Unfortunately, MFOG is still a lot smarter than me.
I am almost finished working my way through Kagayema's Lessons in the Fundamentals of Go. This is not a beginner's book. I have found it somewhat helpful, but I think I may be too early in my stage of development to benefit fully from it. I'm sure I will return to it once I've got more experience.
I've ordered a few more books. Need to learn more about fuseki and tesuji, and I would like to start learning joseki as well.
I continue to get most frustrated when I think I have built a pretty solid framework, and then the computer drops a stone into the middle of it and it all falls apart. And this is why I still mostly play against the computer, rather than human opponents, because when I get frustrated and angry at the computer, I can walk away (and also bail on the game), which is not acceptable when playing another person.
Yesterday's problem was: kill White.
tealterror0 suggested the following sequence:
But this leaves White still alive.
I would also point out that if Black makes the mistake of letting White get two eyes, White can do even better: there is no need to let Black encroach so far along the side:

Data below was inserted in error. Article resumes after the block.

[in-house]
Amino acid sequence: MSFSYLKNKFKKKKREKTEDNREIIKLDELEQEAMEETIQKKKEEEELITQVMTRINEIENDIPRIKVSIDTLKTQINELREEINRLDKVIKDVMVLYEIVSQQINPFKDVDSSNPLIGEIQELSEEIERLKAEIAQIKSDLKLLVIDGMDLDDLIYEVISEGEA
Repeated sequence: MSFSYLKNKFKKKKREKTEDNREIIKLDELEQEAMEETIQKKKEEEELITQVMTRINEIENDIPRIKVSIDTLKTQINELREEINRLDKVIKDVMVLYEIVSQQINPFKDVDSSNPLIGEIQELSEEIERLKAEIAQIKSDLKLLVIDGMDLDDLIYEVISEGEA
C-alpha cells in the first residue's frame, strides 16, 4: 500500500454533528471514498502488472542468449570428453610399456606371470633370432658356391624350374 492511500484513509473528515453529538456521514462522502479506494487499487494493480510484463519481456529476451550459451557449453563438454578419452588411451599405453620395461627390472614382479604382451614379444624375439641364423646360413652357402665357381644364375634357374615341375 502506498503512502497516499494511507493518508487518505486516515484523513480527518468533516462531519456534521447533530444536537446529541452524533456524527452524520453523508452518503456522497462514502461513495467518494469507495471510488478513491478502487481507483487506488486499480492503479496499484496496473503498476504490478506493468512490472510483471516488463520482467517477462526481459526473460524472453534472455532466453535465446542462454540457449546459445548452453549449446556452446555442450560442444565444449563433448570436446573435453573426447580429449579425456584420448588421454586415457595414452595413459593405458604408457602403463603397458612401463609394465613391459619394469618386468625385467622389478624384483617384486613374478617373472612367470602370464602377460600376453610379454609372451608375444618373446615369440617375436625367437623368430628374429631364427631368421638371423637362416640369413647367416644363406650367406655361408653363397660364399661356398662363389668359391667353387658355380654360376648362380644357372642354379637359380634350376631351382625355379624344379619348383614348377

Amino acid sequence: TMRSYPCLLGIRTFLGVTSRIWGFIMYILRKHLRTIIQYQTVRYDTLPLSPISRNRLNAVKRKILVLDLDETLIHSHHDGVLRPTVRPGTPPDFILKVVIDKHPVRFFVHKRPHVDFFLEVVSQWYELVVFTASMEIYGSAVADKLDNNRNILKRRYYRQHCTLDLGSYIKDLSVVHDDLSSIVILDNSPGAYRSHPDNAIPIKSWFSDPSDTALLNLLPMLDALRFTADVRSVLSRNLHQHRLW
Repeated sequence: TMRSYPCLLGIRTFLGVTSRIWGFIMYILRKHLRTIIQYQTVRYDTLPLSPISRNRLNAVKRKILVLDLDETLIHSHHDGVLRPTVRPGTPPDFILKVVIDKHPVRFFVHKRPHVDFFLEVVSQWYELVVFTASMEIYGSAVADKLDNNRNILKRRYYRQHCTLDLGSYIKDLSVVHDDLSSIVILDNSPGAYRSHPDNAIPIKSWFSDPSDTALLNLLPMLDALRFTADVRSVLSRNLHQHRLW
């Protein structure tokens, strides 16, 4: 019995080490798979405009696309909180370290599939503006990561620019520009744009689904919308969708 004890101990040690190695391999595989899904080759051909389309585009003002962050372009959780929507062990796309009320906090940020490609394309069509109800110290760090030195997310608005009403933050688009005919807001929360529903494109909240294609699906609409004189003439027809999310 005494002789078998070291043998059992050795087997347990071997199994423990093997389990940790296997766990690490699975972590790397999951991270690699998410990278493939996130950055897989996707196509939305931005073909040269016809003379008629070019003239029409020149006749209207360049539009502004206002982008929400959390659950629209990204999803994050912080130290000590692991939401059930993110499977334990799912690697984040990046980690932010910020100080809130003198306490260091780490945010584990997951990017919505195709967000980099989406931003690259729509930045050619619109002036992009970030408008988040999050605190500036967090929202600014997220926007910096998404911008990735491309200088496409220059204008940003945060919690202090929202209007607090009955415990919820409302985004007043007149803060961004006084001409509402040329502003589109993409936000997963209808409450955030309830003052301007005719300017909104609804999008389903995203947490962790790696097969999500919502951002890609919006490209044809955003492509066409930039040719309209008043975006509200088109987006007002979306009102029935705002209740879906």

So the damage is even greater; White can score 4 points instead of 2.
Kageyama-sensei would have no patience for such laziness and inattention! (Kageyama-sensei is always scolding the reader for not seeing ten or twenty moves ahead.)
I actually did guess what the right move for 28 is, because I've learned enough to recognize a key point when I see it:
However, I had trouble reading the whole thing out to the end, because it involves letting white capture the two black stones, then playing back in that eye again (where 30 is located, above). If White recaptures that stone, then Black plays to the right of 7, and the whole White group is dead. White can instead play to the right of 7 first, but that results in a ko fight. Unless White can muster some ko threats that are worth more than that entire corner, White is still dead.